Effectiveness of noise barriers installed adjacent to transverse grooved concrete pavement.
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Effectiveness of noise barriers installed adjacent to transverse grooved concrete pavement.

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  • English

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      Technical report.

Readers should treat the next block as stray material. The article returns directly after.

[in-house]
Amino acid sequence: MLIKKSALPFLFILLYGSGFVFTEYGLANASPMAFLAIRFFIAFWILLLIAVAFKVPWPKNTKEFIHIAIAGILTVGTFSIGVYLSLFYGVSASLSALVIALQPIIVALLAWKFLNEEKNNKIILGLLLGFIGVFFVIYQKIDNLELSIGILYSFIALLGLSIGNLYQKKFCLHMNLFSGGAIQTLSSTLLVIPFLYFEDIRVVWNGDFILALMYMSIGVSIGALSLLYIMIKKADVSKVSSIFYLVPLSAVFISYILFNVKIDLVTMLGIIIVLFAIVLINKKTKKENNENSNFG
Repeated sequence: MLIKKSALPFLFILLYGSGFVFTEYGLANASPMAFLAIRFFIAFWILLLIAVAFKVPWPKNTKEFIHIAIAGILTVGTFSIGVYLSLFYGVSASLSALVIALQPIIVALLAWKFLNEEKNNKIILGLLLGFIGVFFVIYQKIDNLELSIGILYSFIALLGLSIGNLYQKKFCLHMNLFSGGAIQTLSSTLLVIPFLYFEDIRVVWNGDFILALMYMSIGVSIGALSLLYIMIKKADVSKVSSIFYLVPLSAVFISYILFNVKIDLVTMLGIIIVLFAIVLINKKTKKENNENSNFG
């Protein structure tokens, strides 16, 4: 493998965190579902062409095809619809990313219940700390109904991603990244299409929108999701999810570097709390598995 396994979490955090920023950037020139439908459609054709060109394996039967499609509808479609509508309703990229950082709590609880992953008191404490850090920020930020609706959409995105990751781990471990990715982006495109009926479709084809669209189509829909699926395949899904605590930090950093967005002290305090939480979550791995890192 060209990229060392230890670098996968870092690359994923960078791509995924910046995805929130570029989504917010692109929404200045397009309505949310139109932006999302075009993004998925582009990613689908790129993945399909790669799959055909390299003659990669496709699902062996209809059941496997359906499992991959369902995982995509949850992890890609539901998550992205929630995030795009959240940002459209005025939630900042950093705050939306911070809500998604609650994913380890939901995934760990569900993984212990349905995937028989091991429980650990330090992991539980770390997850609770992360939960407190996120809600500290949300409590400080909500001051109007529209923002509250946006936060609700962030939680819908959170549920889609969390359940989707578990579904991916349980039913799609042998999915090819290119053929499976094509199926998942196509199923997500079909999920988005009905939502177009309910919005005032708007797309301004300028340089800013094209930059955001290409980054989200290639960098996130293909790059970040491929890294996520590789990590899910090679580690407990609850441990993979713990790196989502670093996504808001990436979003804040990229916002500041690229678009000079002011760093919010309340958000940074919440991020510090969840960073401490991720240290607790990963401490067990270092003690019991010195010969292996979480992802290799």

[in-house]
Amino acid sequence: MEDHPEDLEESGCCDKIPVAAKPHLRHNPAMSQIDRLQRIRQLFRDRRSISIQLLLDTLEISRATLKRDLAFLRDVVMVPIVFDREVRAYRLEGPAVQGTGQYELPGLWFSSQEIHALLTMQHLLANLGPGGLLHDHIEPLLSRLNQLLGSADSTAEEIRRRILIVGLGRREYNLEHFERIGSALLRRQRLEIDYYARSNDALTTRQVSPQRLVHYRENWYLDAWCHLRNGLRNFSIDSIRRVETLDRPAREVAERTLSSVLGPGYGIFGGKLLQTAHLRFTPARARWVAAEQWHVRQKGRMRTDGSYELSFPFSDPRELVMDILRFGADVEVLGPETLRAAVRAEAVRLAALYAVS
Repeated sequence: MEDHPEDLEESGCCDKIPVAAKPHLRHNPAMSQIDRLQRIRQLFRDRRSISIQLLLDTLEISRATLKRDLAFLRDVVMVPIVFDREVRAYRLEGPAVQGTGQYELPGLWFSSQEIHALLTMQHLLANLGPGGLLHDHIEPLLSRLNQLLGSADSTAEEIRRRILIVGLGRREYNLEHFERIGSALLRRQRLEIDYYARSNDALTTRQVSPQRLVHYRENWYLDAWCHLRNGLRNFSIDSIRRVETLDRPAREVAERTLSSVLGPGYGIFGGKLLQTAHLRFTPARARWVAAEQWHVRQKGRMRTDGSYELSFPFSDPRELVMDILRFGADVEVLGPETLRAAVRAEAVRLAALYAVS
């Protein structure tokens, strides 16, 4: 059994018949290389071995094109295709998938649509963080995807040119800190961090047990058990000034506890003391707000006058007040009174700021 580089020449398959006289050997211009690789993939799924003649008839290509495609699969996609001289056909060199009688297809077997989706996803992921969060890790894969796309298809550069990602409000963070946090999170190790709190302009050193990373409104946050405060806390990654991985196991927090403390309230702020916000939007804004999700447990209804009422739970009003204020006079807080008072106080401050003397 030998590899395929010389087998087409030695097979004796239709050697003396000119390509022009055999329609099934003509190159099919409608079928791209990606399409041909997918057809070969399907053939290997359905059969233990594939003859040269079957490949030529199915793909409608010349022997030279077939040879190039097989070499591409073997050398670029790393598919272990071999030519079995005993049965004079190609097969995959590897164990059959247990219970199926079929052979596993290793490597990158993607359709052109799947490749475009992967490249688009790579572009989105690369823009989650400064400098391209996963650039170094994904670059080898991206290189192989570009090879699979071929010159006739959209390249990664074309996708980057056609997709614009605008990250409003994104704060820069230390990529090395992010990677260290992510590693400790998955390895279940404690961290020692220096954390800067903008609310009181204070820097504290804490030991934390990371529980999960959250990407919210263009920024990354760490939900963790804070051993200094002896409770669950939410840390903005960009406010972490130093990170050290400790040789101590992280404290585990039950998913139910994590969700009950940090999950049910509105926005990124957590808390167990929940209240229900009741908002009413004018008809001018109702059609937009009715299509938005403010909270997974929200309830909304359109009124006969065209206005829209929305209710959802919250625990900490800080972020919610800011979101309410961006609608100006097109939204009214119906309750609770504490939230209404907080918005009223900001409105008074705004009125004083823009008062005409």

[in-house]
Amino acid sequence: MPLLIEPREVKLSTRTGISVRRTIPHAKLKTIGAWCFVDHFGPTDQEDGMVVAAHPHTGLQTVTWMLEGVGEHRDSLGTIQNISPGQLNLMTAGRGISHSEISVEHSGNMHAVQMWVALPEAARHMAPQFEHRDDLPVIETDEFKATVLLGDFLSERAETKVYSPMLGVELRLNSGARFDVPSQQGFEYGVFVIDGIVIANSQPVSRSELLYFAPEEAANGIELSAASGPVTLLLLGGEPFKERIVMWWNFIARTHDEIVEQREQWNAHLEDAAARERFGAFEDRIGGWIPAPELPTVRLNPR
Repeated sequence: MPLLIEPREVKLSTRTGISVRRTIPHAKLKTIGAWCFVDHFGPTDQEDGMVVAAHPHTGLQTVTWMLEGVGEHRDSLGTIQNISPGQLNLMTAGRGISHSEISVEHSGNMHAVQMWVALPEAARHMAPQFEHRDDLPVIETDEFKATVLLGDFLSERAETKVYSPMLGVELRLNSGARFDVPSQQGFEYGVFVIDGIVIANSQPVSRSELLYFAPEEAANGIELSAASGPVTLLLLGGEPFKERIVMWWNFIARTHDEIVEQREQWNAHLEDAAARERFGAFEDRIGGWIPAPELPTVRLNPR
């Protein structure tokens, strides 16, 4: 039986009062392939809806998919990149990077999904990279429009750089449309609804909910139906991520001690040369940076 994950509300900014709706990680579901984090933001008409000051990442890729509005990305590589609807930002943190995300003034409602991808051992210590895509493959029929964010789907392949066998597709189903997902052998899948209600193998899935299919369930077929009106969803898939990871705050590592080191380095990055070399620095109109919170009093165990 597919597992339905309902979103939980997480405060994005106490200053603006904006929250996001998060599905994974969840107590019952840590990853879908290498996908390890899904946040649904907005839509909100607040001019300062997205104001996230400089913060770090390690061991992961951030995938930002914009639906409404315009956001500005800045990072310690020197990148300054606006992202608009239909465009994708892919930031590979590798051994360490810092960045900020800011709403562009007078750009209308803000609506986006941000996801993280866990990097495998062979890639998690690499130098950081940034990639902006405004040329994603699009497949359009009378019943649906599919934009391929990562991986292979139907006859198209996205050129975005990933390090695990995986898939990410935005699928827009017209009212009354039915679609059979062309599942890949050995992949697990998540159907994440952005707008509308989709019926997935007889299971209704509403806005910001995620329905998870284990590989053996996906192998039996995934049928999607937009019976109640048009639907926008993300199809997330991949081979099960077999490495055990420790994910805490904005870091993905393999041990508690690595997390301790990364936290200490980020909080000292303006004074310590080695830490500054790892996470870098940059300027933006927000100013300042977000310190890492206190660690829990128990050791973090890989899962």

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      In recent years the Ohio Department of Transportation (ODOT) has reconstructed a number of roadways where asphalt pavements were replaced with random transverse grooved concrete pavements. Upon completion, residents living adjacent to the reconstructed roadways have complained of increased noise levels. The Federal Highway Administration (FHWA) Traffic Noise Model (TNM) is used to determine if predicted traffic noise levels warrant abatement and to design the abatement structures. The public perception problem described above suggests that the model does not result in adequate noise barrier abatement designs near random transverse grooved concrete pavements. The overall goal of this project was to provide ODOT with accurate TNM noise predictions when modeling random transverse grooved concrete pavement highways. Three random transverse grooved PCC roadway sites were chosen for study where high quality sound recordings were taken. Sites 1 (Cincinnati I-275) and 2 (Troy I-75) were chosen to represent the noise quality experienced by residents adjacent to the roadway, where the residential areas were separated from the roadway by sound barriers. Site 3 (Madison County I-70) was chosen to study the attenuation of road noise with distance in an easily-characterized environment; an open soybean cropland essentially level on both sides of the roadway with no noise barrier. Through a paired t-test the research findings determined that the sample means of the TNM average pavement and the ODOT random transverse grooved pavement were not equivalent based upon a level of confidence of 95 percent. An examination of the one-third octave band frequency levels indicated that at frequencies greater than 500 Hz, the measured traffic noise levels exceeded both the TNM average pavement type and TNM ODOT random transverse grooved pavement predictions. However, at frequencies less than 500 Hz the predictions tended to exceed the measurements. It is recommended that the experimental version of TNM developed for this project, using the current ODOT random transverse grooved concrete pavement REMEL, should not be used in practice due to its potential to under-predict traffic noise levels. A new surface texture specification should also be developed for concrete pavements to replace the current specification in order to reduce tire/pavement noise levels while maintaining or improving safety and durability characteristics.
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